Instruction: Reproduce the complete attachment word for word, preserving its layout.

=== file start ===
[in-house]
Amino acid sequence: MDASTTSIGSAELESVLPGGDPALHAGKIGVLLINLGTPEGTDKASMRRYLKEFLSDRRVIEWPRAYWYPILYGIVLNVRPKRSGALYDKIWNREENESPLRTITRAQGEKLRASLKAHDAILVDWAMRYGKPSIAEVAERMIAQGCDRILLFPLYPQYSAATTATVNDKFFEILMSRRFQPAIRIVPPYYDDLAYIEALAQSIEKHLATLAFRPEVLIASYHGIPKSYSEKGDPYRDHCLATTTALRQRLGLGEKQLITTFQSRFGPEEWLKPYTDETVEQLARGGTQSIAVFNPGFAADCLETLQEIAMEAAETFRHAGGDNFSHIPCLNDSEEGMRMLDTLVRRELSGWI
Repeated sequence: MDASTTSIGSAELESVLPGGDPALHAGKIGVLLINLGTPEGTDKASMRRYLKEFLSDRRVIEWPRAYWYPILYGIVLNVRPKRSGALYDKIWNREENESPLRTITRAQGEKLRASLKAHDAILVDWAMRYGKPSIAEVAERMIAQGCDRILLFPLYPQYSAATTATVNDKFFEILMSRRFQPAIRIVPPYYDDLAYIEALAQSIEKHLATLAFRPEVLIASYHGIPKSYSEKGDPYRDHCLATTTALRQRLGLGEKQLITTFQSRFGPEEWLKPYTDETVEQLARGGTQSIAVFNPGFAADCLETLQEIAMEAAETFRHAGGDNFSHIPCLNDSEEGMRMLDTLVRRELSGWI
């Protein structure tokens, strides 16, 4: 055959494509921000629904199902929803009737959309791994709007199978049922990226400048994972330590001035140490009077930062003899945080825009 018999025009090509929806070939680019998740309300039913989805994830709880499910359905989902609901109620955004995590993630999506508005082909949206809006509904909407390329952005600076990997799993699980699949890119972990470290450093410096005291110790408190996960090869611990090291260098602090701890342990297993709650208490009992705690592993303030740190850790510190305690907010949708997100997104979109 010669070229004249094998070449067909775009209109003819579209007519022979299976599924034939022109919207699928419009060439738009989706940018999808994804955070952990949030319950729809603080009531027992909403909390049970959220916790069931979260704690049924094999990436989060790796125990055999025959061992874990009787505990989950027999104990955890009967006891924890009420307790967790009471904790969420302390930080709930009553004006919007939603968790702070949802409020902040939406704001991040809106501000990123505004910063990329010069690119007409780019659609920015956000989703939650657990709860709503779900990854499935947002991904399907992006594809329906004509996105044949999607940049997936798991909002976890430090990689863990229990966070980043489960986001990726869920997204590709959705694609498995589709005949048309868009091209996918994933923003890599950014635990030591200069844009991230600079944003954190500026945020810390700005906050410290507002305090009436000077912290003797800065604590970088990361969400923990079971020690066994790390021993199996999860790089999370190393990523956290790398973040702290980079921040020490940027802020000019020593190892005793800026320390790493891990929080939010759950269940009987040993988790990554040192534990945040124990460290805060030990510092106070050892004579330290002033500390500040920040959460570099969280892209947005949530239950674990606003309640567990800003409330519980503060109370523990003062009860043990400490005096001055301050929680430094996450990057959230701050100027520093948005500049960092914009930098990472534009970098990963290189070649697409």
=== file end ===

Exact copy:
[in-house]
Amino acid sequence: MDASTTSIGSAELESVLPGGDPALHAGKIGVLLINLGTPEGTDKASMRRYLKEFLSDRRVIEWPRAYWYPILYGIVLNVRPKRSGALYDKIWNREENESPLRTITRAQGEKLRASLKAHDAILVDWAMRYGKPSIAEVAERMIAQGCDRILLFPLYPQYSAATTATVNDKFFEILMSRRFQPAIRIVPPYYDDLAYIEALAQSIEKHLATLAFRPEVLIASYHGIPKSYSEKGDPYRDHCLATTTALRQRLGLGEKQLITTFQSRFGPEEWLKPYTDETVEQLARGGTQSIAVFNPGFAADCLETLQEIAMEAAETFRHAGGDNFSHIPCLNDSEEGMRMLDTLVRRELSGWI
Repeated sequence: MDASTTSIGSAELESVLPGGDPALHAGKIGVLLINLGTPEGTDKASMRRYLKEFLSDRRVIEWPRAYWYPILYGIVLNVRPKRSGALYDKIWNREENESPLRTITRAQGEKLRASLKAHDAILVDWAMRYGKPSIAEVAERMIAQGCDRILLFPLYPQYSAATTATVNDKFFEILMSRRFQPAIRIVPPYYDDLAYIEALAQSIEKHLATLAFRPEVLIASYHGIPKSYSEKGDPYRDHCLATTTALRQRLGLGEKQLITTFQSRFGPEEWLKPYTDETVEQLARGGTQSIAVFNPGFAADCLETLQEIAMEAAETFRHAGGDNFSHIPCLNDSEEGMRMLDTLVRRELSGWI
């Protein structure tokens, strides 16, 4: 055959494509921000629904199902929803009737959309791994709007199978049922990226400048994972330590001035140490009077930062003899945080825009 018999025009090509929806070939680019998740309300039913989805994830709880499910359905989902609901109620955004995590993630999506508005082909949206809006509904909407390329952005600076990997799993699980699949890119972990470290450093410096005291110790408190996960090869611990090291260098602090701890342990297993709650208490009992705690592993303030740190850790510190305690907010949708997100997104979109 010669070229004249094998070449067909775009209109003819579209007519022979299976599924034939022109919207699928419009060439738009989706940018999808994804955070952990949030319950729809603080009531027992909403909390049970959220916790069931979260704690049924094999990436989060790796125990055999025959061992874990009787505990989950027999104990955890009967006891924890009420307790967790009471904790969420302390930080709930009553004006919007939603968790702070949802409020902040939406704001991040809106501000990123505004910063990329010069690119007409780019659609920015956000989703939650657990709860709503779900990854499935947002991904399907992006594809329906004509996105044949999607940049997936798991909002976890430090990689863990229990966070980043489960986001990726869920997204590709959705694609498995589709005949048309868009091209996918994933923003890599950014635990030591200069844009991230600079944003954190500026945020810390700005906050410290507002305090009436000077912290003797800065604590970088990361969400923990079971020690066994790390021993199996999860790089999370190393990523956290790398973040702290980079921040020490940027802020000019020593190892005793800026320390790493891990929080939010759950269940009987040993988790990554040192534990945040124990460290805060030990510092106070050892004579330290002033500390500040920040959460570099969280892209947005949530239950674990606003309640567990800003409330519980503060109370523990003062009860043990400490005096001055301050929680430094996450990057959230701050100027520093948005500049960092914009930098990472534009970098990963290189070649697409």